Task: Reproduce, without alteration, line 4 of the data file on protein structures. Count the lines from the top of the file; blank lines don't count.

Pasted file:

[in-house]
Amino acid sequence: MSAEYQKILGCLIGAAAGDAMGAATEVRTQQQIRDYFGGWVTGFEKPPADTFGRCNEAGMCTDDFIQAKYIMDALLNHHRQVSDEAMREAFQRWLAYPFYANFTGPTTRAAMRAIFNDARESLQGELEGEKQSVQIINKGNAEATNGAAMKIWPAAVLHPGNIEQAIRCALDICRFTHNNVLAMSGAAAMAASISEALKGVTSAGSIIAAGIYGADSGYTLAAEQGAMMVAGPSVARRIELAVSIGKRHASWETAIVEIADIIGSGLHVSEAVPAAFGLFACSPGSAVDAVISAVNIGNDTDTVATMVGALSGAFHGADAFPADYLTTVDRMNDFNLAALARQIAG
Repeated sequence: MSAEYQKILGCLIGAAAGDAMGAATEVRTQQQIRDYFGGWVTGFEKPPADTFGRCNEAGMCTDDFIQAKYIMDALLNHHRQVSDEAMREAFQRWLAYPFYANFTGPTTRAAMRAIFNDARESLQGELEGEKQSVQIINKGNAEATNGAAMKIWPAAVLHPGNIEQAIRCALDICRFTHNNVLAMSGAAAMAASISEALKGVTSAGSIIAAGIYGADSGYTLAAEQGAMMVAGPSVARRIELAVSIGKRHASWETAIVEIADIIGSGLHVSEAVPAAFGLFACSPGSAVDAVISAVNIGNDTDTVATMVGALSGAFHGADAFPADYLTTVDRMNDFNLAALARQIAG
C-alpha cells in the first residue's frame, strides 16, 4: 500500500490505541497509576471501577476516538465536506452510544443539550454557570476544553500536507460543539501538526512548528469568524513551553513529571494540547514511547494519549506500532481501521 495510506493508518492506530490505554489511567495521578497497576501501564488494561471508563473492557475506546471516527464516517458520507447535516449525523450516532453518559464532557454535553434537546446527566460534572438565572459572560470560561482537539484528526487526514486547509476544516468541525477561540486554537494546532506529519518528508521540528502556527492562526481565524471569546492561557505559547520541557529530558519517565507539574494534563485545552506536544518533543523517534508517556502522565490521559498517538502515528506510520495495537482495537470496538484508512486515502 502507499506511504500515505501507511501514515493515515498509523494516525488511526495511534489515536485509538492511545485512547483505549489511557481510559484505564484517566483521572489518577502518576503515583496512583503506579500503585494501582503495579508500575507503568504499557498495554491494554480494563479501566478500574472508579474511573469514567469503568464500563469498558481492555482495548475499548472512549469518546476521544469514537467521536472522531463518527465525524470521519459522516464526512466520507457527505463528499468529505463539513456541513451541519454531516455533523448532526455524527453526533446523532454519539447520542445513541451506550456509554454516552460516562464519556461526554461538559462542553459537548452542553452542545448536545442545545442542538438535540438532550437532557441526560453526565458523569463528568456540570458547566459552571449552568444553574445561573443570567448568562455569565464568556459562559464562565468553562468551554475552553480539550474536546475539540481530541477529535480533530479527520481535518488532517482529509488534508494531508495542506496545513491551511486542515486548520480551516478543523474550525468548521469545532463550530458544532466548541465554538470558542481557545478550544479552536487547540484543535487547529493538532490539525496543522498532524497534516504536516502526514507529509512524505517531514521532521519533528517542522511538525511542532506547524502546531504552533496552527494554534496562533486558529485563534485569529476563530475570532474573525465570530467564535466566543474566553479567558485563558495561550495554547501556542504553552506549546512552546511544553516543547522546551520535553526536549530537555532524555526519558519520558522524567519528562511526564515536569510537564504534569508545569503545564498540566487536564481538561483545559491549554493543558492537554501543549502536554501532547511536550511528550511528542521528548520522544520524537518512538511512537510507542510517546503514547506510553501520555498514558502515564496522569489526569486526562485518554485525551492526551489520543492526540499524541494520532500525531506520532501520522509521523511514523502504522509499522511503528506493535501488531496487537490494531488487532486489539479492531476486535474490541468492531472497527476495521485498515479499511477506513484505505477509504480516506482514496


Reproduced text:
C-alpha cells in the first residue's frame, strides 16, 4: 500500500490505541497509576471501577476516538465536506452510544443539550454557570476544553500536507460543539501538526512548528469568524513551553513529571494540547514511547494519549506500532481501521 495510506493508518492506530490505554489511567495521578497497576501501564488494561471508563473492557475506546471516527464516517458520507447535516449525523450516532453518559464532557454535553434537546446527566460534572438565572459572560470560561482537539484528526487526514486547509476544516468541525477561540486554537494546532506529519518528508521540528502556527492562526481565524471569546492561557505559547520541557529530558519517565507539574494534563485545552506536544518533543523517534508517556502522565490521559498517538502515528506510520495495537482495537470496538484508512486515502 502507499506511504500515505501507511501514515493515515498509523494516525488511526495511534489515536485509538492511545485512547483505549489511557481510559484505564484517566483521572489518577502518576503515583496512583503506579500503585494501582503495579508500575507503568504499557498495554491494554480494563479501566478500574472508579474511573469514567469503568464500563469498558481492555482495548475499548472512549469518546476521544469514537467521536472522531463518527465525524470521519459522516464526512466520507457527505463528499468529505463539513456541513451541519454531516455533523448532526455524527453526533446523532454519539447520542445513541451506550456509554454516552460516562464519556461526554461538559462542553459537548452542553452542545448536545442545545442542538438535540438532550437532557441526560453526565458523569463528568456540570458547566459552571449552568444553574445561573443570567448568562455569565464568556459562559464562565468553562468551554475552553480539550474536546475539540481530541477529535480533530479527520481535518488532517482529509488534508494531508495542506496545513491551511486542515486548520480551516478543523474550525468548521469545532463550530458544532466548541465554538470558542481557545478550544479552536487547540484543535487547529493538532490539525496543522498532524497534516504536516502526514507529509512524505517531514521532521519533528517542522511538525511542532506547524502546531504552533496552527494554534496562533486558529485563534485569529476563530475570532474573525465570530467564535466566543474566553479567558485563558495561550495554547501556542504553552506549546512552546511544553516543547522546551520535553526536549530537555532524555526519558519520558522524567519528562511526564515536569510537564504534569508545569503545564498540566487536564481538561483545559491549554493543558492537554501543549502536554501532547511536550511528550511528542521528548520522544520524537518512538511512537510507542510517546503514547506510553501520555498514558502515564496522569489526569486526562485518554485525551492526551489520543492526540499524541494520532500525531506520532501520522509521523511514523502504522509499522511503528506493535501488531496487537490494531488487532486489539479492531476486535474490541468492531472497527476495521485498515479499511477506513484505505477509504480516506482514496